2. During its decision-making meetings, the BSC kept no minutes and in its written submittal to the Commission, only briefly explained why bases were on the list.

3. Therefore, the Commission proposes the following course of action. The Navy has pledged its cooperation, and we look forward to its acceptance of this course of action and conformity with the Commission's rigorous schedule.

The BSC must provide written explanations of its decisions, using the Vice Chief of Naval Operations (VCNO) working group study as a baseline. The VCNO working group studied options for base closures beginning in January 1990 and has rated each Navy installation against five weighted criteria called `major factors.' The major factors are mission suitability, availability of facilities, quality of facilities, quality of life, and community support. Each rating is supported by verifiable quantitative and qualitative measures. This approach is similar to that used by the other Services. The VCNO study was a significant input to the BSC's decision-making process, which also included briefings from the Navy's major operational commands.

The BSC must provide an explanation of the relationship between the five VCNO major factors and the DoD criteria used by the BSC to rate each installation. Although the BSC used the VCNO study, the BSC translated its ratings to correspond with the military value criteria required by the DoD Federal Register notice. The Commission needs that translation between those two sets of rating criteria to determine the fairness and consistency of the BSC's rating process.

The BSC must provide explanations for the changes it made to the VCNO ratings. The BSC rated some installations differently than the VCNO study based on the briefings it received and its own military judgement. The Commission needs detailed, written explanations for each instance in which the BSC disagreed with the VCNO study's major factor ratings. The explanations must be explicit, verifiable, and, whenever possible, quantifiable.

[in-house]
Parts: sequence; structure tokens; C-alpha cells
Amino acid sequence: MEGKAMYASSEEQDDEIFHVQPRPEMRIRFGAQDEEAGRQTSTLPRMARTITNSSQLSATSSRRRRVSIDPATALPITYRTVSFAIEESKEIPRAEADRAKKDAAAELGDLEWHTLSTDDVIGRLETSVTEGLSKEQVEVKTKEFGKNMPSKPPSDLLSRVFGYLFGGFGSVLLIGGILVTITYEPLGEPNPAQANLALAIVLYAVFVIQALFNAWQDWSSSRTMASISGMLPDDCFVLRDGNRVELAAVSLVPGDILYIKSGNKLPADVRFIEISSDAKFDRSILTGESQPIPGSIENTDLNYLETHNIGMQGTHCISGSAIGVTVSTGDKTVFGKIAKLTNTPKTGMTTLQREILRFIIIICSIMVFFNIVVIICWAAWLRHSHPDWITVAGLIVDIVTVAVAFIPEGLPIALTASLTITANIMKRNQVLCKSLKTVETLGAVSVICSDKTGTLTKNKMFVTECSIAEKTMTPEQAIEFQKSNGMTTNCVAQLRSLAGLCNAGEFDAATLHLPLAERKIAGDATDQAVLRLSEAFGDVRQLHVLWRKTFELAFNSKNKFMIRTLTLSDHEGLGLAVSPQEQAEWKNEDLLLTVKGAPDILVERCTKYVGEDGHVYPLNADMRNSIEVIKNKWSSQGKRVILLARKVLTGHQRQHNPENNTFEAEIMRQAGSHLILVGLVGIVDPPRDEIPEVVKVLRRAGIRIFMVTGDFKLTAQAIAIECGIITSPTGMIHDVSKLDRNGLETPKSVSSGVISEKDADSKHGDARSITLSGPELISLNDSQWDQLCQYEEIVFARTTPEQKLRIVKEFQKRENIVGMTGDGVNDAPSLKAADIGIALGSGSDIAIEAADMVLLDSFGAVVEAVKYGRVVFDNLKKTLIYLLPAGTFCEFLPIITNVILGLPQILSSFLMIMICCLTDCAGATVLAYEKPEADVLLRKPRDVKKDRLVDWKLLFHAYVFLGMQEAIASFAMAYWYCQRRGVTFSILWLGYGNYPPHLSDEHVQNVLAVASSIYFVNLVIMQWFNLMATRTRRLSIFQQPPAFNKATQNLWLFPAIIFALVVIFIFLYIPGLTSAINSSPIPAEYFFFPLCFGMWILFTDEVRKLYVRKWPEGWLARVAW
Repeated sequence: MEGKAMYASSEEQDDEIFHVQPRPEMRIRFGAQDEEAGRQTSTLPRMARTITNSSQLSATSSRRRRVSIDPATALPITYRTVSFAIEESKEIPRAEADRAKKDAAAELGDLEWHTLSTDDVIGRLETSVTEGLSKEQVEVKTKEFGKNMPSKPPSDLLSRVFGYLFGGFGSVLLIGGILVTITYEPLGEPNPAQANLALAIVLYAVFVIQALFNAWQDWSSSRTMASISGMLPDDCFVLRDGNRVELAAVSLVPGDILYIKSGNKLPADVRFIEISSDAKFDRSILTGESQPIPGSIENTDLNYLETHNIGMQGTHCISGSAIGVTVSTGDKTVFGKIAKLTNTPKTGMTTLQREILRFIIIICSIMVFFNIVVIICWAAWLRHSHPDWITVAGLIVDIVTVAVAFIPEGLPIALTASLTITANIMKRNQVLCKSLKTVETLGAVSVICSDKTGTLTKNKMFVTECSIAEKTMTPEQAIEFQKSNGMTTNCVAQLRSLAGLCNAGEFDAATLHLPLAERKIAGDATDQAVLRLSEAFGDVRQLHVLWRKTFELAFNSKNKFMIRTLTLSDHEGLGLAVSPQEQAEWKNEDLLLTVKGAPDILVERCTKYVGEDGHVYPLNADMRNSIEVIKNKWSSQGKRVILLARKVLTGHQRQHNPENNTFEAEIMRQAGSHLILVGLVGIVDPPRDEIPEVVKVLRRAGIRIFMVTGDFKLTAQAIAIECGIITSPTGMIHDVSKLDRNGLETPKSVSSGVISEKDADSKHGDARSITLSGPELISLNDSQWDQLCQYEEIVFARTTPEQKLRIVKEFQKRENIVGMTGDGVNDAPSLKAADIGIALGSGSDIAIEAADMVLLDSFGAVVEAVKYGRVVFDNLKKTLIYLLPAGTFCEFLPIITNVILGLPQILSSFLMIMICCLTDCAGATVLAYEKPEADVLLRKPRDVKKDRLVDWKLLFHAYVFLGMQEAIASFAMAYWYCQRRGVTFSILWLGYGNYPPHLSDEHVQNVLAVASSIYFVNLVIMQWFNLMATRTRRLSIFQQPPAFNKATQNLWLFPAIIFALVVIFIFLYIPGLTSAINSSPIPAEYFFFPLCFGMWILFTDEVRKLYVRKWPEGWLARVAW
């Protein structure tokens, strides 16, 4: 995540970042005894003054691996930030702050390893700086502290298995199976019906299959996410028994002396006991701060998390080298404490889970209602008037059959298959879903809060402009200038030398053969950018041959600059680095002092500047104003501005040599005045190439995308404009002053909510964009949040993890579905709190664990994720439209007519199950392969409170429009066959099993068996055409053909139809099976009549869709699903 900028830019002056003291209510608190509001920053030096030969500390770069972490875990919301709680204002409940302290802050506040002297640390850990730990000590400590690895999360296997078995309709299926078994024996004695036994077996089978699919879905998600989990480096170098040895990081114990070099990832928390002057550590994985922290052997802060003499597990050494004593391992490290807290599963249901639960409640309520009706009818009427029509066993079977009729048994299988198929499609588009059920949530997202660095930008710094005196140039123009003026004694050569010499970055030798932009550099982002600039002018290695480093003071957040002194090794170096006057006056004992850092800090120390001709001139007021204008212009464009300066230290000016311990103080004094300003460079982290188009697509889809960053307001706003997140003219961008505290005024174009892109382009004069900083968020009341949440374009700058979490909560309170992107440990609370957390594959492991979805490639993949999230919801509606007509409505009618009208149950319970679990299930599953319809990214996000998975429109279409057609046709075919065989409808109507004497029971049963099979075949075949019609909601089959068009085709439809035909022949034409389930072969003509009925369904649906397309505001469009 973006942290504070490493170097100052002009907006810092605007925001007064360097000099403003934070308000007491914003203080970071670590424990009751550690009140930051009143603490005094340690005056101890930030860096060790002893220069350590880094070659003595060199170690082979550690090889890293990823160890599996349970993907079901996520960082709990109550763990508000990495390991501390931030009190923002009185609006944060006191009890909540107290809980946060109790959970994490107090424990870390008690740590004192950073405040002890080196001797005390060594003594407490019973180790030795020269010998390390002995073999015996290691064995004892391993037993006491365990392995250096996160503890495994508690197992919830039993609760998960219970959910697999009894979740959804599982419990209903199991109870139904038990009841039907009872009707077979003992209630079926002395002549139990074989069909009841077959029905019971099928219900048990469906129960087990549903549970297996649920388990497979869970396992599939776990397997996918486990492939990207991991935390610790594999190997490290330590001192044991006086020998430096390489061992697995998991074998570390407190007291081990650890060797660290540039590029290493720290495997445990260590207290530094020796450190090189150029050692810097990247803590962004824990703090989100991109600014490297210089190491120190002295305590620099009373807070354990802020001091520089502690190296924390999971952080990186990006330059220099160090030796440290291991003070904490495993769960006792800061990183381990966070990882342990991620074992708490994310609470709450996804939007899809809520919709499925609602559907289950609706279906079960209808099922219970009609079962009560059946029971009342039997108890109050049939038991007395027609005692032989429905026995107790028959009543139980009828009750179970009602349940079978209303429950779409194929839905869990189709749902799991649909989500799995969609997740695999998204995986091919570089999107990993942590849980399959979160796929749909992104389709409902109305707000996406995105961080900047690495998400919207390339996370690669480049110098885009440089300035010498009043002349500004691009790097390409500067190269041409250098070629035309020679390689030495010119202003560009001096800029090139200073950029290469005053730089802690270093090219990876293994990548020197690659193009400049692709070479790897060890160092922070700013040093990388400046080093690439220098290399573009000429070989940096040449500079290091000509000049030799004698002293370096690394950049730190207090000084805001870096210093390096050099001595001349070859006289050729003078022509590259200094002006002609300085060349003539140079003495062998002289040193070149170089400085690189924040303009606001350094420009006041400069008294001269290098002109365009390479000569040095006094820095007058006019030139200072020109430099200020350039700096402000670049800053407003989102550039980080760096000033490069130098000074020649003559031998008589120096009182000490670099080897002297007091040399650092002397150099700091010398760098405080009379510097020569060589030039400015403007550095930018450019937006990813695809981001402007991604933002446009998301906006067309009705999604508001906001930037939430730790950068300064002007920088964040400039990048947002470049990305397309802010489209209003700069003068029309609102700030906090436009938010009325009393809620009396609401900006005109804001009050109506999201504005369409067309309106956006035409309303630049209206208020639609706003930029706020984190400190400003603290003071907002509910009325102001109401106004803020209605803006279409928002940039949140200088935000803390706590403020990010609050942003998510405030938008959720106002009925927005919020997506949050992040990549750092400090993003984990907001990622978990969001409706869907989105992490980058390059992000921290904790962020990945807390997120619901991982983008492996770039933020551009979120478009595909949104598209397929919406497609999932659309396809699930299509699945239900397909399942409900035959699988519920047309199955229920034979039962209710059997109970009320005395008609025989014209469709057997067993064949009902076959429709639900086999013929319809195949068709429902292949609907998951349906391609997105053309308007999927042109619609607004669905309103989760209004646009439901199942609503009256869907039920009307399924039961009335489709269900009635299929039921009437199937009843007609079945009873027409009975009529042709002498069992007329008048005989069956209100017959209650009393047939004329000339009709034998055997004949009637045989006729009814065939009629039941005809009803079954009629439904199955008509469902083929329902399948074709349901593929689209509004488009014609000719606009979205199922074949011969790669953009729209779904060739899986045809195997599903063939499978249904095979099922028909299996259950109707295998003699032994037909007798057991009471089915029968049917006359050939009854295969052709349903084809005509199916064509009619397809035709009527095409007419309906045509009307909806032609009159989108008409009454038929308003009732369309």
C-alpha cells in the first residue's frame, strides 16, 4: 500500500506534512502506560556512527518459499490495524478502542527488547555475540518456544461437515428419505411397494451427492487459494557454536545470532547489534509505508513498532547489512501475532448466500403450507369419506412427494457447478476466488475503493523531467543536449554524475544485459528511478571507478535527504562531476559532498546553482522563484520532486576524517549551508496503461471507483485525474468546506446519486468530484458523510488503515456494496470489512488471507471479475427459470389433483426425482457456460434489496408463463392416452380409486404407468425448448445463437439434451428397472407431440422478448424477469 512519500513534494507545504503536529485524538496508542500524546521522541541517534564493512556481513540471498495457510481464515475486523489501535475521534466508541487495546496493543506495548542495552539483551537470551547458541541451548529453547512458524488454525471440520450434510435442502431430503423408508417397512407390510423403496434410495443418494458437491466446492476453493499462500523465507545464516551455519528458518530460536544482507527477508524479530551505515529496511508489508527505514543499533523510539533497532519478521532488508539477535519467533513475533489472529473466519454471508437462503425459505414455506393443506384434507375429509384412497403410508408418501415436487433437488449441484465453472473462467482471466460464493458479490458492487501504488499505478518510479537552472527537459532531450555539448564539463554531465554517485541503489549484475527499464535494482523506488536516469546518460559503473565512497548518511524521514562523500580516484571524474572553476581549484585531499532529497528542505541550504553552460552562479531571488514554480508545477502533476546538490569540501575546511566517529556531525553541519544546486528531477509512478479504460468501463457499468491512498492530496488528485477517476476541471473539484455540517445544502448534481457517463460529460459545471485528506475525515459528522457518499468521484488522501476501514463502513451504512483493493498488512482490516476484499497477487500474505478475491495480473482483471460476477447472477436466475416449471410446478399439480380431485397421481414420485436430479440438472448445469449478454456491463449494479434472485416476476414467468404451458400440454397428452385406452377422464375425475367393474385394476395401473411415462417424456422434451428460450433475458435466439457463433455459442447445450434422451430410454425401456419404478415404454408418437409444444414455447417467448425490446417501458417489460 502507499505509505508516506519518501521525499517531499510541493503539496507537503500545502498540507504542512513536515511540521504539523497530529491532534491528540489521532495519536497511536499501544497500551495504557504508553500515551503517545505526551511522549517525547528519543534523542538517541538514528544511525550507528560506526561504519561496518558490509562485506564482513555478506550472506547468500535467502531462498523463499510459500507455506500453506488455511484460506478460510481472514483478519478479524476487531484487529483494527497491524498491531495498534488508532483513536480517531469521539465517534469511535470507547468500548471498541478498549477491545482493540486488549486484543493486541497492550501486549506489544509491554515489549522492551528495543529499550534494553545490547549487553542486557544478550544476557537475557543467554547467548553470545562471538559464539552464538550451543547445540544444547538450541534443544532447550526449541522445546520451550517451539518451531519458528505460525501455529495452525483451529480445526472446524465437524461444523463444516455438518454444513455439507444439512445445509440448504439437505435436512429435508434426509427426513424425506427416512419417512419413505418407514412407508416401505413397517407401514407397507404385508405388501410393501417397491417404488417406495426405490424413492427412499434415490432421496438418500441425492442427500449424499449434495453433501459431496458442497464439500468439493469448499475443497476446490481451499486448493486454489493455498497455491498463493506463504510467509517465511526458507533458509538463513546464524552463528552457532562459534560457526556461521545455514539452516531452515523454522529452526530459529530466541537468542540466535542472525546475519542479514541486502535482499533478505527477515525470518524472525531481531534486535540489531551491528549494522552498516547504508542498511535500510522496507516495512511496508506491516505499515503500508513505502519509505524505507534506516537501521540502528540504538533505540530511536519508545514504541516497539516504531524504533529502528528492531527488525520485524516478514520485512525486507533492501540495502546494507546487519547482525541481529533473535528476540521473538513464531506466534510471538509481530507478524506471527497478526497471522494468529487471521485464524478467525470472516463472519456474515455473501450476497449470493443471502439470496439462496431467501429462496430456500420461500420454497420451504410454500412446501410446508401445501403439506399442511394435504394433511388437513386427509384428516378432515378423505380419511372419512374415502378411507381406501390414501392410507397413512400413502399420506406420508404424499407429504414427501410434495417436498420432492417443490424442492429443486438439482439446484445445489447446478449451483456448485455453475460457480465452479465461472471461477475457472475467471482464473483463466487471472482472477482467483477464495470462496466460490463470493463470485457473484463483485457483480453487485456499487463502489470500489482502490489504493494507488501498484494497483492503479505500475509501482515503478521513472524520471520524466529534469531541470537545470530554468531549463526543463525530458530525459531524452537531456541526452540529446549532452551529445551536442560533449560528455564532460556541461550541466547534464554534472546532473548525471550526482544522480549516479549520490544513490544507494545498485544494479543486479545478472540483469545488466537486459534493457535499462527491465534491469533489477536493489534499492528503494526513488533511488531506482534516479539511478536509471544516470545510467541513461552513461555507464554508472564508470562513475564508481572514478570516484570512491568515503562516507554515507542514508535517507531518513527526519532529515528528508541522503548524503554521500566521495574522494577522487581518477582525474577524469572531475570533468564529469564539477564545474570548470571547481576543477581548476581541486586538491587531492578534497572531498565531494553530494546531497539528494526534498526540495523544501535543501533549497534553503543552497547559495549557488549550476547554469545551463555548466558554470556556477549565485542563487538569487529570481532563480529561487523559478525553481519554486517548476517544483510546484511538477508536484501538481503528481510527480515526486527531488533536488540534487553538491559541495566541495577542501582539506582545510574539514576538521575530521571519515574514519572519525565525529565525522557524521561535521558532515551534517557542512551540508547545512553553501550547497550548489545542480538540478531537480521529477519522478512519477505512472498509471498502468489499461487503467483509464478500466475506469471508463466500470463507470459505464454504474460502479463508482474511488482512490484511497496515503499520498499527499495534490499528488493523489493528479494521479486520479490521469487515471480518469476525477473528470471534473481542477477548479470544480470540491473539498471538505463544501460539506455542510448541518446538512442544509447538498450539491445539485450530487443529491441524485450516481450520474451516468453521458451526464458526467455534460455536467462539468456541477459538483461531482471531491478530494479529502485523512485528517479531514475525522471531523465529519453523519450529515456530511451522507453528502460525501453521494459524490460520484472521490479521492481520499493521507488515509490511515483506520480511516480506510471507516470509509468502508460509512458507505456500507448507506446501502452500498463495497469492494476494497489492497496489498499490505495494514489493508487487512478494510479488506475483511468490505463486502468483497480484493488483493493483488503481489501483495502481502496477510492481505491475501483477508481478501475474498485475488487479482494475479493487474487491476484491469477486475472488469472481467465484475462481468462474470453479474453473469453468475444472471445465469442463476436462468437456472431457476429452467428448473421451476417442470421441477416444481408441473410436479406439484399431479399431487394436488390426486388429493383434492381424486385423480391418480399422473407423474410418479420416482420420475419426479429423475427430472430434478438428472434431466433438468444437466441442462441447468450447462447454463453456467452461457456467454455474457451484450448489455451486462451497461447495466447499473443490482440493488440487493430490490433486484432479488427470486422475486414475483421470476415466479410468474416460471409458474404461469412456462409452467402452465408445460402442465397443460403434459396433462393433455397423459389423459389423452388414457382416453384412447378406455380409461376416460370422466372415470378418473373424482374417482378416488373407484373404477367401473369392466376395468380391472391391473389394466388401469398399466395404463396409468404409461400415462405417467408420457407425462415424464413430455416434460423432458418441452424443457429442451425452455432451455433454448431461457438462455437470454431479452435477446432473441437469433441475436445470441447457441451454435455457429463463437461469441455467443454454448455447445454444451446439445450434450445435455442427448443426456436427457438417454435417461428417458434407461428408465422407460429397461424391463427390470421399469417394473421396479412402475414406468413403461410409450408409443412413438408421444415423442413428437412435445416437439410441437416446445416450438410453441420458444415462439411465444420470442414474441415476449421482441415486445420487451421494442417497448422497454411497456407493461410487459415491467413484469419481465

The BSC must justify its overall installation ratings. The BSC used the military value DoD criteria to assign an overall rating for each Navy installation. The Commission staff needs detailed, written explanations for each of those ratings. Explanations must address how installations were compared with others in the same categories. Explanations must also address those installations excluded from further review based on geography, strategic importance, operational value, and other unique assets.

The BSC must provide the back-up data for the VCNO study. The data on which the VCNO study's ratings are based is needed to verify those ratings and to review the consistency of their application within installation categories. The Commission will provide the BSC with a list of the missing data.

The Commission will review the BSC responses. The information provided by the BSC in response to the above steps will allow the Commission staff to determine whether the BSC's decision methodology substantially deviated from the requirements of Title XXIX.

The Commission's staff will present options to the Commissioners for any changes to the Navy's list of base closures and realignments.

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[Page: S7895]

Exhibit 8

Strategic and Operational Consequences

Given the assumption that the Navy's carrier force will be predominantly or entirely nuclear powered in the next century, the work force and most facilities at Philadelphia Naval Shipyard must be considered excess to requirements. There are two east coast facilities capable of conducting all repairs (including nuclear repairs) to aircraft carriers: Norfolk Naval Shipyard and Newport News Shipbuilding and Dry Dock Company. These shipyards are located in the same local area, but the decrease in the threat of nuclear war with the Soviet Union has reduced the necessity for strategic geographical dispersion where sufficient capacity exists. The sunk costs of existing facilities at Philadelphia are significant, and the rare, if not unique, nature of the dry docks, make keeping the dry docks operable (if not operational) a necessity.